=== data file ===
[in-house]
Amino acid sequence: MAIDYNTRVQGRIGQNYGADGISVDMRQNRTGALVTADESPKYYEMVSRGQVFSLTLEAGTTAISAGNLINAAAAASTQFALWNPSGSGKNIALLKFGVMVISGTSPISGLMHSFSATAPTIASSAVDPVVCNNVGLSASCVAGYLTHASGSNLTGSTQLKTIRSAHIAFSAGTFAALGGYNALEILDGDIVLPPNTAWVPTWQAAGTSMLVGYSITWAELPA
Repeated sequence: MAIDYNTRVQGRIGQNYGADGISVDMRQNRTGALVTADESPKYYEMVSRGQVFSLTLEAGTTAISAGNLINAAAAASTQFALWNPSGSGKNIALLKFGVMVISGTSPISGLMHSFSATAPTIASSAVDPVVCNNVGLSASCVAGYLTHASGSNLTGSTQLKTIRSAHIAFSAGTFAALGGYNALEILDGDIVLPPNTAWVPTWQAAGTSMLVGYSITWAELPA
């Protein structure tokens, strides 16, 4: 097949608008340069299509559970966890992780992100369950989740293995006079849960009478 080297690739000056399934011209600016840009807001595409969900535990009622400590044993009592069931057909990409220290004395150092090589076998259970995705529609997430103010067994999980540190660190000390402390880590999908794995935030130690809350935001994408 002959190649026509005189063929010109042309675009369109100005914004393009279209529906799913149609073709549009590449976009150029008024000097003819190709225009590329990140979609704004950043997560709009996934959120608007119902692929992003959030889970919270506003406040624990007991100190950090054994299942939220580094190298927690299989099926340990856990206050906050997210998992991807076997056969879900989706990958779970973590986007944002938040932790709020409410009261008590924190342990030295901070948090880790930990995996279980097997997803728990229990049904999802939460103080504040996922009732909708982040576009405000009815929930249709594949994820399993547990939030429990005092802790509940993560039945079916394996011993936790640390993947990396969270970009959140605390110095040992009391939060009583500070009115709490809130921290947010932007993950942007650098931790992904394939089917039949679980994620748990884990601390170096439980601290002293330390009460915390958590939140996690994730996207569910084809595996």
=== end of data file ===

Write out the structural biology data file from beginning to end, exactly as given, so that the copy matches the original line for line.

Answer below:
[in-house]
Amino acid sequence: MAIDYNTRVQGRIGQNYGADGISVDMRQNRTGALVTADESPKYYEMVSRGQVFSLTLEAGTTAISAGNLINAAAAASTQFALWNPSGSGKNIALLKFGVMVISGTSPISGLMHSFSATAPTIASSAVDPVVCNNVGLSASCVAGYLTHASGSNLTGSTQLKTIRSAHIAFSAGTFAALGGYNALEILDGDIVLPPNTAWVPTWQAAGTSMLVGYSITWAELPA
Repeated sequence: MAIDYNTRVQGRIGQNYGADGISVDMRQNRTGALVTADESPKYYEMVSRGQVFSLTLEAGTTAISAGNLINAAAAASTQFALWNPSGSGKNIALLKFGVMVISGTSPISGLMHSFSATAPTIASSAVDPVVCNNVGLSASCVAGYLTHASGSNLTGSTQLKTIRSAHIAFSAGTFAALGGYNALEILDGDIVLPPNTAWVPTWQAAGTSMLVGYSITWAELPA
């Protein structure tokens, strides 16, 4: 097949608008340069299509559970966890992780992100369950989740293995006079849960009478 080297690739000056399934011209600016840009807001595409969900535990009622400590044993009592069931057909990409220290004395150092090589076998259970995705529609997430103010067994999980540190660190000390402390880590999908794995935030130690809350935001994408 002959190649026509005189063929010109042309675009369109100005914004393009279209529906799913149609073709549009590449976009150029008024000097003819190709225009590329990140979609704004950043997560709009996934959120608007119902692929992003959030889970919270506003406040624990007991100190950090054994299942939220580094190298927690299989099926340990856990206050906050997210998992991807076997056969879900989706990958779970973590986007944002938040932790709020409410009261008590924190342990030295901070948090880790930990995996279980097997997803728990229990049904999802939460103080504040996922009732909708982040576009405000009815929930249709594949994820399993547990939030429990005092802790509940993560039945079916394996011993936790640390993947990396969270970009959140605390110095040992009391939060009583500070009115709490809130921290947010932007993950942007650098931790992904394939089917039949679980994620748990884990601390170096439980601290002293330390009460915390958590939140996690994730996207569910084809595996």